Last week, the Energy Information Administration (EIA) reported U.S. crude inventory fell 2.976 million barrels. Like the last couple of weeks, the draw on crude inventory surprised market analysts. Before EIA released the data, a survey of analysts showed an average expectation for a 2.560-million-barrel build in crude inventory. The high estimate was for a 4.3-million-barrel build. Even the most bearish view on inventory only expected a 700,000-barrel decline in inventory. The draw kept crude inventory in a steady decline.
With this latest draw, U.S. crude inventory dropped below 500 million barrels for the first time since January.
All year, crude inventory has been setting five-year highs for each passing week. That trend of new highs continues, but the inventory overhang is on a fairly steady downtrend. That is normally the case from about April to the middle of September during the peak of the U.S. driving season.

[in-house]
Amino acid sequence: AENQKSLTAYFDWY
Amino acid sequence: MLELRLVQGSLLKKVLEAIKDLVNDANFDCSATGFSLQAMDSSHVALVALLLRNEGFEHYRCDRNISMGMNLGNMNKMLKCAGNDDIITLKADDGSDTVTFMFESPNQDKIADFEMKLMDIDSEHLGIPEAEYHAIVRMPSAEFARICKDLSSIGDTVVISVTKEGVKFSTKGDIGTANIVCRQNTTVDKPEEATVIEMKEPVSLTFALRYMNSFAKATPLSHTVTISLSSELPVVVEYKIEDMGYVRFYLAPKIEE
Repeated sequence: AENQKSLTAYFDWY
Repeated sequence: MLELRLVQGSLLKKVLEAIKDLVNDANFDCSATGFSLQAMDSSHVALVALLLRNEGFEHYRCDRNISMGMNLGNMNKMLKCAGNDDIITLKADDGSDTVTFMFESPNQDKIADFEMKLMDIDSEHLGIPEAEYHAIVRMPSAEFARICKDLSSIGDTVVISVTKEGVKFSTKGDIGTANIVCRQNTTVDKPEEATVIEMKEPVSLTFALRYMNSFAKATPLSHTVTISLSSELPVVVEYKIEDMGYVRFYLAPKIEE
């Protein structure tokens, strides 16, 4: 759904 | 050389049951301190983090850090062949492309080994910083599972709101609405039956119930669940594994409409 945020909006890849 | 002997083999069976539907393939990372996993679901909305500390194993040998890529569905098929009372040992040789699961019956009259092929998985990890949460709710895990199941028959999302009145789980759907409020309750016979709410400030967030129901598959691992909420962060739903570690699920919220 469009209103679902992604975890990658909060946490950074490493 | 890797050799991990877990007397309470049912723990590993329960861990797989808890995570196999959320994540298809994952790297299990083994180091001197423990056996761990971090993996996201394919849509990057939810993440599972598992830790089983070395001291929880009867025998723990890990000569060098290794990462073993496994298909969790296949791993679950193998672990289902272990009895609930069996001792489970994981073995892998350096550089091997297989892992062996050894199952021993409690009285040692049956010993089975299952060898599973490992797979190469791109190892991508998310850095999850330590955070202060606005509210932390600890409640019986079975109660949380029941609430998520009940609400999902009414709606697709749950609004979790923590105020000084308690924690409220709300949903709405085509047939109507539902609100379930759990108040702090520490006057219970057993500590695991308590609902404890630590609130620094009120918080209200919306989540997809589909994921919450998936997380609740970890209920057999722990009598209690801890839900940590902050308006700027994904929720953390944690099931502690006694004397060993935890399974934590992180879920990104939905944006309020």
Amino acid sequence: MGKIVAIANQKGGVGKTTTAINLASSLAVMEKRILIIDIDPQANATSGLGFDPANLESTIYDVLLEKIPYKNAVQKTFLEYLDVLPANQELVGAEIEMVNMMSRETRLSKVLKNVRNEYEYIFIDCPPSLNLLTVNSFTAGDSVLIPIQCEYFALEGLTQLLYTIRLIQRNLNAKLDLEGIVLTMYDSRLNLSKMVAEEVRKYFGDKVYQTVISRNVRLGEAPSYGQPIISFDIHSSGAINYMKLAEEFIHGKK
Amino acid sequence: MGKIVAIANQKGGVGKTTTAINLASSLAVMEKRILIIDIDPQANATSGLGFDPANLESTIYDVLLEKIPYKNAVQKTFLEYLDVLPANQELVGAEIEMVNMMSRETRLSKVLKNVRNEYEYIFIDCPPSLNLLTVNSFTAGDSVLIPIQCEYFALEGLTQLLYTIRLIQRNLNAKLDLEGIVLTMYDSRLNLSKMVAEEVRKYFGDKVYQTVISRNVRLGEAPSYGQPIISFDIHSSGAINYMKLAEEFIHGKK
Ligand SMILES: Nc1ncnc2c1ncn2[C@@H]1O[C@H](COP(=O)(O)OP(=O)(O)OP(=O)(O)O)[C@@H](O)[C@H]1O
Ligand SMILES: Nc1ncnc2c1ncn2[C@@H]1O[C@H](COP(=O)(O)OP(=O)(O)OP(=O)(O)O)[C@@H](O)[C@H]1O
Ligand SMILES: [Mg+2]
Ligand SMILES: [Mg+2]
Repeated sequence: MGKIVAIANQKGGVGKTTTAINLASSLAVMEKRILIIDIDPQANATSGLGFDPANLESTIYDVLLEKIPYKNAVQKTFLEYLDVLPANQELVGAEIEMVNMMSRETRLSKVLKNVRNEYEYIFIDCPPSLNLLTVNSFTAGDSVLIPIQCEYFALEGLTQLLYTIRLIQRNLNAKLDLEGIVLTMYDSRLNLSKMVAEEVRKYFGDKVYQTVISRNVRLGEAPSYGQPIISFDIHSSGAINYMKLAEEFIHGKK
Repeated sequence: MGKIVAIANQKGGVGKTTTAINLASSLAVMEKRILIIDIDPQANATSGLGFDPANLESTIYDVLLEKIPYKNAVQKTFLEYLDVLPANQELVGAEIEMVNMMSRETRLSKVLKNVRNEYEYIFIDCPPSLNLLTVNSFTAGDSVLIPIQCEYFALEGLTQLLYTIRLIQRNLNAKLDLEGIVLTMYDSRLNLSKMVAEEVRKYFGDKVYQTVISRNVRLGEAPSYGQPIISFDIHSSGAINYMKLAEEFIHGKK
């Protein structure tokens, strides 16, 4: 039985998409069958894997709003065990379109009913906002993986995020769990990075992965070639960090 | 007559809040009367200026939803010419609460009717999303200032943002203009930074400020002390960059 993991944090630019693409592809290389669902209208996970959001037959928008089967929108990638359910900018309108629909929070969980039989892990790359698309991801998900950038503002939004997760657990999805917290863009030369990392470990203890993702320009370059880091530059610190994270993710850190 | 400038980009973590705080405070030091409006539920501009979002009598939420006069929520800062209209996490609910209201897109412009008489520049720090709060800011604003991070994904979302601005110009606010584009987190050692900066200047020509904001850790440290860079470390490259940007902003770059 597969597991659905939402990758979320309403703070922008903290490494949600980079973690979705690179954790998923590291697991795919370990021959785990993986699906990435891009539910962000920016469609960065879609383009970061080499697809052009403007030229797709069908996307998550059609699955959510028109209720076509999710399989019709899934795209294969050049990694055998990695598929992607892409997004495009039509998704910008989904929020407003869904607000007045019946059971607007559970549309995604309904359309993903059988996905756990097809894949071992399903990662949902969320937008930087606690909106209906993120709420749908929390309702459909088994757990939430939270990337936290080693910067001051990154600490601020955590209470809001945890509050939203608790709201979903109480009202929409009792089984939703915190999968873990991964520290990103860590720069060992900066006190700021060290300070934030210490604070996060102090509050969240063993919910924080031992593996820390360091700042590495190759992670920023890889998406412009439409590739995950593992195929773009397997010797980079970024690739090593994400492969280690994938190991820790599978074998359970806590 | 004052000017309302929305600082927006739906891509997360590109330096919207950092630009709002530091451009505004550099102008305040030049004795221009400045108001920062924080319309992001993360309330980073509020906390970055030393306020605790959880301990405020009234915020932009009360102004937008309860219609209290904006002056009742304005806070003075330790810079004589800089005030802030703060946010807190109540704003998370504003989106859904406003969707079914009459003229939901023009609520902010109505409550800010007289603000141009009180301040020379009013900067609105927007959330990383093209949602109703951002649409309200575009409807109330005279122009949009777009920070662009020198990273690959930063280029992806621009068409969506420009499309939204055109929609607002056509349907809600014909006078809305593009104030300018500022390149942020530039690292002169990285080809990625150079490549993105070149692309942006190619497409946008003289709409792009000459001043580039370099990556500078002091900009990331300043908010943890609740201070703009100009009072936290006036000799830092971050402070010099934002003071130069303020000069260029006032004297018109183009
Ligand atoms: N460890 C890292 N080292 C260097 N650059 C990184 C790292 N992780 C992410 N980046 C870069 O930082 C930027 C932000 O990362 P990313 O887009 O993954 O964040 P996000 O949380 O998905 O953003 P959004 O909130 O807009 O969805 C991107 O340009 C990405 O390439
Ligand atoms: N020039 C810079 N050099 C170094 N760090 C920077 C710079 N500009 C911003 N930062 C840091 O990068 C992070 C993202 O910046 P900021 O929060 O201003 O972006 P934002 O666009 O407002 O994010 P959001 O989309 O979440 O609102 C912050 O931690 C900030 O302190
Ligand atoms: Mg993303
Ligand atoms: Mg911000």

What makes the drawdowns in inventory over the last couple of weeks interesting is that they are occurring during a time that typically sees a little upswing in inventory. After the driving season ends and going into November, crude inventory usually builds as refineries undergo seasonal maintenance, reducing overall crude consumption.
Typically, propane prices fall with crude before seasonal demand fully kicks in for the winter. However, so far this year, the typical build in crude inventory starting in late September has not occurred. Tropical activity seemed to break the typical crude imports into the United States, and they haven’t gotten back on track. Now, traders say strong demand in Asia and higher shipping rates may keep crude imports subdued more than normal this fall.
While the seasonal price trend is for prices to be on the soft side between October and late November, this year could be different. In addition to the changes in crude imports, crude markets are also dealing with the Organization of the Petroleum Exporting Countries’ production agreement, which could also help keep crude prices moving up.
So, if light imports are causing draws in U.S. crude inventory to continue during the period of normal inventory builds, there could be a two-pronged support for crude prices. If crude prices are unseasonably strong over the next month to six weeks and propane fundamentals become more supportive, there could be continued upward pressure on propane prices during a time that they are, more often than not, retreating.